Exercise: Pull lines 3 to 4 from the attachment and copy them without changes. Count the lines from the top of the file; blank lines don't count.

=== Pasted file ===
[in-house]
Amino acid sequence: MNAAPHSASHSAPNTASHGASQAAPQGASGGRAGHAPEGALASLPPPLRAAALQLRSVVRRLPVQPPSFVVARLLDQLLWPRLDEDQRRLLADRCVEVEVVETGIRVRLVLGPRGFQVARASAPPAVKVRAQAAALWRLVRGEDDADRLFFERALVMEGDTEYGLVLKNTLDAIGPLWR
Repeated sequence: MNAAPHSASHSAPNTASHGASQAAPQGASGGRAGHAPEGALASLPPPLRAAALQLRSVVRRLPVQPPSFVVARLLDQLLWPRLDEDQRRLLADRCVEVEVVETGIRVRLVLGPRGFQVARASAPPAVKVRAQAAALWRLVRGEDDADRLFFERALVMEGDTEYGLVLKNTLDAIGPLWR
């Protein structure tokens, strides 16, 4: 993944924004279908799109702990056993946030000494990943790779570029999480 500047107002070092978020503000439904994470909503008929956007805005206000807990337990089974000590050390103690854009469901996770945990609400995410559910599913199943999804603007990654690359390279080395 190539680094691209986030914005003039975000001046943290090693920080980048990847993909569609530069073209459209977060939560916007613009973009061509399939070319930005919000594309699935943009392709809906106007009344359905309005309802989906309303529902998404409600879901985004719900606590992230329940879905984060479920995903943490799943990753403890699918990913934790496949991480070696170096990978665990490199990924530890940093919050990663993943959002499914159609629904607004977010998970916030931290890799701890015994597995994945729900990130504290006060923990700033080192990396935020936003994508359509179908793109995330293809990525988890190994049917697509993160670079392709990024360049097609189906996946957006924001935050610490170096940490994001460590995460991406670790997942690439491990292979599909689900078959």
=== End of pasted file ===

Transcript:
Repeated sequence: MNAAPHSASHSAPNTASHGASQAAPQGASGGRAGHAPEGALASLPPPLRAAALQLRSVVRRLPVQPPSFVVARLLDQLLWPRLDEDQRRLLADRCVEVEVVETGIRVRLVLGPRGFQVARASAPPAVKVRAQAAALWRLVRGEDDADRLFFERALVMEGDTEYGLVLKNTLDAIGPLWR
């Protein structure tokens, strides 16, 4: 993944924004279908799109702990056993946030000494990943790779570029999480 500047107002070092978020503000439904994470909503008929956007805005206000807990337990089974000590050390103690854009469901996770945990609400995410559910599913199943999804603007990654690359390279080395 190539680094691209986030914005003039975000001046943290090693920080980048990847993909569609530069073209459209977060939560916007613009973009061509399939070319930005919000594309699935943009392709809906106007009344359905309005309802989906309303529902998404409600879901985004719900606590992230329940879905984060479920995903943490799943990753403890699918990913934790496949991480070696170096990978665990490199990924530890940093919050990663993943959002499914159609629904607004977010998970916030931290890799701890015994597995994945729900990130504290006060923990700033080192990396935020936003994508359509179908793109995330293809990525988890190994049917697509993160670079392709990024360049097609189906996946957006924001935050610490170096940490994001460590995460991406670790997942690439491990292979599909689900078959």